Doug King (left), lawyer and executive director of TAPS, addresses the media with Doug Swait (right), a resident of 844 Johnson St. and one of the lead plaintiffs in the case against the Portland Hotel Society restricting the rights of tenants at the building managed by the non-profit housing provider. Kristyn Anthony/VICTORIA NEWS

Supreme Court rules social housing residents in B.C. deserve rights too

Tenants trying to stabilize their living situations should not face less legal rights than those paying market rates: Judge

A B.C. Supreme Court decision has ruled in favour of those living in social housing, saying they deserve the same tenant rights as anyone else.

Residents at a facility in Victoria for former campers in tent city will no longer be subject to blanket restrictions after a judge found them to be illegal.

“People who move into social housing should not have to leave their rights at the door,” said Doug King, a lawyer and executive director of Together Against Poverty (TAPS) at a press conference Wednesday.

In June 2016, the province announced it had purchased a building at 844 Johnson St., to provide 140 units of supportive housing to be managed by non-profit housing provider Portland Hotel Society (PHS).

King said promises were made to the tenants including that it would be permanent housing, that they would be given all the rights and privileges of other tenants under the Residential Tenancy Act, and that they would have input on the decision making of the management of the building.

RELATED: Reeson Park campers demand affordable housing

Doug Swait, a resident of the Vancouver Island facility and one of the lead plaintiffs in the case, said the decision recognizes the tenants as a part of the neighbourhood.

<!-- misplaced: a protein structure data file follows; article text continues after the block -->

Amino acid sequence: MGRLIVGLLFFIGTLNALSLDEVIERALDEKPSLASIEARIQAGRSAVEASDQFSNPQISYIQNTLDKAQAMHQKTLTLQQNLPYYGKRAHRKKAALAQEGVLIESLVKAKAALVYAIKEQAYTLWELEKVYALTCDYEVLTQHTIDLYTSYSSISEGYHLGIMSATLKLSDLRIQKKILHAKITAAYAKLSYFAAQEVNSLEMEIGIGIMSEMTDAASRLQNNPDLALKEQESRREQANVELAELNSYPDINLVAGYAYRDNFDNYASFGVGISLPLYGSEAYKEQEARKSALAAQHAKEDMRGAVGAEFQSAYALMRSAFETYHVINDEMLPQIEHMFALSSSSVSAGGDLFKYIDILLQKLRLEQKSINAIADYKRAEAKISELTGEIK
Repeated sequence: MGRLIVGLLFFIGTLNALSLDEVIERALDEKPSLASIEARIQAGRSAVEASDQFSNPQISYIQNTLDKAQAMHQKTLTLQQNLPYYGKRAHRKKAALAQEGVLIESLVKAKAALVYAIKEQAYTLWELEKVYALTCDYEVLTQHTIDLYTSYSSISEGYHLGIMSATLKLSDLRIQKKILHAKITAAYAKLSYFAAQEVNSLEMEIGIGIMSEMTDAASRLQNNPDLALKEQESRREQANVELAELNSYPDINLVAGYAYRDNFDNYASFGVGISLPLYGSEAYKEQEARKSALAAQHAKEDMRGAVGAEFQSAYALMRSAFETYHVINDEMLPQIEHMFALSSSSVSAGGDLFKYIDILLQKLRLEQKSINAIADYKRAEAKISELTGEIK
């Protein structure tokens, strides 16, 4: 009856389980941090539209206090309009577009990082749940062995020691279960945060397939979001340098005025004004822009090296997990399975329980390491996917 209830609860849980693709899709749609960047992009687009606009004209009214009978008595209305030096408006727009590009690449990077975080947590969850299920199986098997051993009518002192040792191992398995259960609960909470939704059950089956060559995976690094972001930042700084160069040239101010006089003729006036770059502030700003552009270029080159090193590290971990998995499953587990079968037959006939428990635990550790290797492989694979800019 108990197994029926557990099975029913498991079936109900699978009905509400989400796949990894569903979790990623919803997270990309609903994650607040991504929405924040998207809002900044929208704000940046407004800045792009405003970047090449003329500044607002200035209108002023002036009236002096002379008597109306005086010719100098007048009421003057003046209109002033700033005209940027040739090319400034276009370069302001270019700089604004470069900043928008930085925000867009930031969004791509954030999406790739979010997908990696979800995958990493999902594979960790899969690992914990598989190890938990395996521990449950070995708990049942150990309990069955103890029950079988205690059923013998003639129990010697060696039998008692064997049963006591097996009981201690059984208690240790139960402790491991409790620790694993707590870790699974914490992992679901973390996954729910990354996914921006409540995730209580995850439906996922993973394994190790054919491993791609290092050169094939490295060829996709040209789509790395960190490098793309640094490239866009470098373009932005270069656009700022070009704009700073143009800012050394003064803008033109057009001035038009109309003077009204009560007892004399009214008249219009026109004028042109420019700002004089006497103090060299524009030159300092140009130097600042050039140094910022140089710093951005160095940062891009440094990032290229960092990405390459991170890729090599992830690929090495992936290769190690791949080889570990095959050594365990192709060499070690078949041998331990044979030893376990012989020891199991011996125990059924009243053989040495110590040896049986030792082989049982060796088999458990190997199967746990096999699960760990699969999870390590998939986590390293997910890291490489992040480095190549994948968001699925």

“This is a really good win for us,” he said. “It’s been a constant battle since moving in there.”

Guests were routinely blocked from visiting residents, Swait said, including children visiting family members on holidays, as well as overnight guests.

In one case, a resident was unable to access medication being delivered by a friend who did not have proper identification. The building has not been affixed with a buzzer system like most market rentals, and many residents do not have cell phones, Swait said.

“Any restriction on guest privileges must be reasonable,” King said. “Reasonable means it has to be specific to a person.”

Multiple tenants filed a complaint with the residential tenancy board, but King said Portland Hotel Society chose not to listen, taking no action, leading to the case landing in court.

“If PHS is not getting enough resources from the government to do an adequate job of running buildings like this and protecting tenants’ rights, they need to be vocal about that,” he said.

RELATED: Police keeping close eye on Johnson Street community

RELATED: Chaos starting to calm down at new facility on Johnston Street

The precedent setting decision, handed down May 18, lifts the longstanding blanket restrictions for tenants and dismisses an appeal brought by PHS.